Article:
Trails have many benefits of health and economic basis. Here are studies and articles on the benefits of trails.
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posted May 1, 2019
Greater Des Moines Water Trails will annually pour tens of millions of dollars into the regional economy, a new analysis shows.
Lindsy Johnson, MCRP
Water trail development causes economic and social and impacts on rural communities. Chronicles of water trail communities convey values influencing the sustainability of paddle trail projects. Water trails are not a panacea for rural development, however, water trail development can help achieve goals of economic diversification and improved quality of life in communities. Paddle trails are an effective approach to rural economic development and recreational access while enhancing natural and cultural qualities of a community.
River Management Society
This report is a summary of findings from existing studies, which provide examples of the economic impact of water trails in their respective communities. It is meant to provide a helpful resource to communities interested in learning about the economic benefit water trails have provided for cities and towns in the US.
posted Apr 4, 2019
Spending by Oregon residents on OHV riding trips (local and distant, day and multi-day) was an estimated $100 million per year across the state. In turn, this expenditure contributed 869 jobs, $35 million in value added, and $23 million in labor income.
In 2017, BDR routes generated $17.3 million in new tourism expenditures, with the average traveling party spending $3,769 on their BDR trip.
Arizona State University
In 2016–2017, Arizona State University conducted a study to measure the economic impact of OHV recreation, by retained and out of state visitors, on the State of Arizona.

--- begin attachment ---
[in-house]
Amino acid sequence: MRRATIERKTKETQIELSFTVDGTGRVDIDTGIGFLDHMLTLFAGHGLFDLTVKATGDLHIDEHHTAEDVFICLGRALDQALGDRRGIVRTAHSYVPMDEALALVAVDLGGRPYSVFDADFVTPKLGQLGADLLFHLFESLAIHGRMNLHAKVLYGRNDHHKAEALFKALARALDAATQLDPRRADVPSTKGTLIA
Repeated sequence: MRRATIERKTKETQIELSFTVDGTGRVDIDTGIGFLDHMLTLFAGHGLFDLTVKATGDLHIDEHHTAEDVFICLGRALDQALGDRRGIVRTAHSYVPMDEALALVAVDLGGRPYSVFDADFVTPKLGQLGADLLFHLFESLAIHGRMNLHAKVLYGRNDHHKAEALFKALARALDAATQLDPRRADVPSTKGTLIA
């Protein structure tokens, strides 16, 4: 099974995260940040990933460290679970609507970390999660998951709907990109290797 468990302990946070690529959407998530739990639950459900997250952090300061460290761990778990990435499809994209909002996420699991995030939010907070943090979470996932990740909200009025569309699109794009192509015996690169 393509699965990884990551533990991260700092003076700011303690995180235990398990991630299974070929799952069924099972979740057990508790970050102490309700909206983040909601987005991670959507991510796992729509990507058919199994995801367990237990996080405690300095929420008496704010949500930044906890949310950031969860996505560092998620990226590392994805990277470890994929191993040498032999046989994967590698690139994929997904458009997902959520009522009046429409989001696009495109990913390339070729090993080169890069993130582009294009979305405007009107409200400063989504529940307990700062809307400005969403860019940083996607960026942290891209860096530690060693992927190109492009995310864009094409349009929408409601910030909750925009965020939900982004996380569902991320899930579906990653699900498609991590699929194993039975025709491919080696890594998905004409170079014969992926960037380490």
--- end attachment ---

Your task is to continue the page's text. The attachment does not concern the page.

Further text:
posted Mar 22, 2019
Taylor Goodrich with American Trails
Spring is in the air, and it is the perfect time to explore nature and view wildlife on our nation’s National Recreation Trails. Wildflowers are starting to bloom, birds are out in abundance, the weather is getting warmer, and these NRTs are some of the best trails out there to experience it all.
posted Mar 7, 2019
This study is an update and expansion of an earlier study of active outdoor recreation produced in 2006 by the Outdoor Industry Association. The 2006 study focused solely on human-powered (i.e. non-motorized) activities. While this study includes the same human-powered activities as the earlier work, an additional survey was conducted to gauge the economic contributions of outdoor recreation.
Outdoor recreation spending in Western states equaled $255.6 billion – nearly 40% of the national total. This includes purchases of outdoor gear and vehicles as well as travel expenditures when enjoying the great Western outdoors.
Residents spend about $208 million per year on OHV activities, and nearly all their entire out-of-pocket trip costs are for gasoline. We estimate that OHV users buy about 6.6 million gallons of gasoline per year. With a base tax of $0.27 per gallon, resident OHV users in Montana generate over $1.8 million in revenue for the state highway trust fund.
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Oregon housing development along the Willamette River Greenway in Portland, Oregon
Homes are essentially right on the trail near downtown Portland, Oregon
The trail zigzags through development with both cyclists and walkers using the route near downtown Portland, Oregon
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